End of the war — Refugees in Hinterstein — The Plankalkül — The computing universe — Automation and self-reproducing systems — A logarithmic computing machine — Computer development in Germany and the United States — Move to Hopferau near Füssen — The mill of the Patent Office
Since early April 1945, all the towns south of Sonthofen were teeming with refugees, especially Oberstdorf and Hindelang; all of the hotels and guest houses were full, as were many farmhouses.
During the final days of the war some 2000 members of the Wehrmacht and the SS came to Ostrachtal, to the small villages of Hindelang, Oberstdorf and Hinterstein, as well as to the high meadow valleys and alpine huts of the Ostrachtaler Mountains. This area formed a part of the “Alpine Fortress,” which was to be held to the bitter end — a very dangerous situation for the small town of Hinterstein with some 75 houses arranged in three main clusters in the narrow valley: the first village with its chapel, the center one with its parish church, and the last with its old baroque chapel. Further back, atop a large meadow and at the entrance to a ten-kilometer-long, high-lying valley, was an enormous labor camp; later, refugees and children would also find shelter here. There were also anti-aircraft and field guns — a “Wallenstcin’s Camp of the first order.”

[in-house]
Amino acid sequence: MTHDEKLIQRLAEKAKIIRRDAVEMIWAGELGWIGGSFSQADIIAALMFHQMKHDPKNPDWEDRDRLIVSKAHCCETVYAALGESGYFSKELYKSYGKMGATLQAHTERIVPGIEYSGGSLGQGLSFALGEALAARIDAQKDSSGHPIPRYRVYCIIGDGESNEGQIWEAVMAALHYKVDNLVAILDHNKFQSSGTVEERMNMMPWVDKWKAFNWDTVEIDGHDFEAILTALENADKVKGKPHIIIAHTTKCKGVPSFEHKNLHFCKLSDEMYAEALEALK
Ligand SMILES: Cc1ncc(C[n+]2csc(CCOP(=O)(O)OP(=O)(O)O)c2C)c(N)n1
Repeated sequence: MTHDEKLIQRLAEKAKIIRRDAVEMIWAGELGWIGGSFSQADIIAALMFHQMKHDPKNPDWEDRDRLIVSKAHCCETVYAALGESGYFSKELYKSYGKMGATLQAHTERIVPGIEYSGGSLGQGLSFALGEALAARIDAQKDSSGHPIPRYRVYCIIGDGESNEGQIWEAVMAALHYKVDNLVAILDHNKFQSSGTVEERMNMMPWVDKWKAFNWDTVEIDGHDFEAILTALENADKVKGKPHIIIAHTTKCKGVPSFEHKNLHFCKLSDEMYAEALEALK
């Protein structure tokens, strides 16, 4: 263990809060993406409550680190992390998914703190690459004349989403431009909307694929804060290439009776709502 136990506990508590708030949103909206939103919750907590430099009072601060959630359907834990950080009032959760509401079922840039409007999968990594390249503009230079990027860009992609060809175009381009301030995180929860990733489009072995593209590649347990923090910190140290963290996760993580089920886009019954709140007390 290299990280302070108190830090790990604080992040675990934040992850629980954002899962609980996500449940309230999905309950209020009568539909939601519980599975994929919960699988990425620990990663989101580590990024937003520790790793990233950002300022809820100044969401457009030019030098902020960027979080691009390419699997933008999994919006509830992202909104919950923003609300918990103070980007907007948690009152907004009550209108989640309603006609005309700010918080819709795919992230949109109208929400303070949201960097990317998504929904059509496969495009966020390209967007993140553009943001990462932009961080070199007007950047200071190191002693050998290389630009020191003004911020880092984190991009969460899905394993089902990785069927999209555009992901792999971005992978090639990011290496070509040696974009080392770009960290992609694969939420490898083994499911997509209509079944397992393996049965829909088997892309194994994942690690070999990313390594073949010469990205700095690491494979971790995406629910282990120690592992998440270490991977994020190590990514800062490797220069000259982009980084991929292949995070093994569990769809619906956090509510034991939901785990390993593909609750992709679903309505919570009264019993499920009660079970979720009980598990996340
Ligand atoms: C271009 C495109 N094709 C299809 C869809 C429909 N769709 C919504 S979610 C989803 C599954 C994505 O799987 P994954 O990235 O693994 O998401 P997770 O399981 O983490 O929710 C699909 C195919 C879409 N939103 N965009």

In total, there were at least 1200 refugees, 2000 soldiers and some 100 workers, as well as countless VIPs in search of a last-minute hideout. By early May 1945 almost all Germany was occupied, rendering the defense of the Alpine Fortress completely meaningless, as was the destruction of bridges and power plants.
KeywordsTransportation Manure Eter Nited Decid
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